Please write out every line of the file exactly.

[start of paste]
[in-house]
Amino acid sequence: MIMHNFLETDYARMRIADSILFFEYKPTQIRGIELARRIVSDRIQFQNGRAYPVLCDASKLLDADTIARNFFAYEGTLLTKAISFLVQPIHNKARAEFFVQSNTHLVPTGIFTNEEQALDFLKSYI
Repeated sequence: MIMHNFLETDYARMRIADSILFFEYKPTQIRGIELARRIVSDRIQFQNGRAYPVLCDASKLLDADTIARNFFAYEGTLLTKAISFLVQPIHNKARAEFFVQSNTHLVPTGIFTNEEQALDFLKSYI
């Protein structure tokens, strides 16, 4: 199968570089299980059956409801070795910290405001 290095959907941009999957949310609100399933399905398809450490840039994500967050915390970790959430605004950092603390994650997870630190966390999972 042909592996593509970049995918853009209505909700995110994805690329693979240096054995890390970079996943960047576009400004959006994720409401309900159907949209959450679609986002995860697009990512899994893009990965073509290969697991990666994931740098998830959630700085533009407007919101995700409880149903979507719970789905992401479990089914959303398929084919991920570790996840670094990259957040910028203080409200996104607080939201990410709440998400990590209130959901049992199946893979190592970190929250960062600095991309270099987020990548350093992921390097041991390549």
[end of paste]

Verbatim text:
[in-house]
Amino acid sequence: MIMHNFLETDYARMRIADSILFFEYKPTQIRGIELARRIVSDRIQFQNGRAYPVLCDASKLLDADTIARNFFAYEGTLLTKAISFLVQPIHNKARAEFFVQSNTHLVPTGIFTNEEQALDFLKSYI
Repeated sequence: MIMHNFLETDYARMRIADSILFFEYKPTQIRGIELARRIVSDRIQFQNGRAYPVLCDASKLLDADTIARNFFAYEGTLLTKAISFLVQPIHNKARAEFFVQSNTHLVPTGIFTNEEQALDFLKSYI
């Protein structure tokens, strides 16, 4: 199968570089299980059956409801070795910290405001 290095959907941009999957949310609100399933399905398809450490840039994500967050915390970790959430605004950092603390994650997870630190966390999972 042909592996593509970049995918853009209505909700995110994805690329693979240096054995890390970079996943960047576009400004959006994720409401309900159907949209959450679609986002995860697009990512899994893009990965073509290969697991990666994931740098998830959630700085533009407007919101995700409880149903979507719970789905992401479990089914959303398929084919991920570790996840670094990259957040910028203080409200996104607080939201990410709440998400990590209130959901049992199946893979190592970190929250960062600095991309270099987020990548350093992921390097041991390549």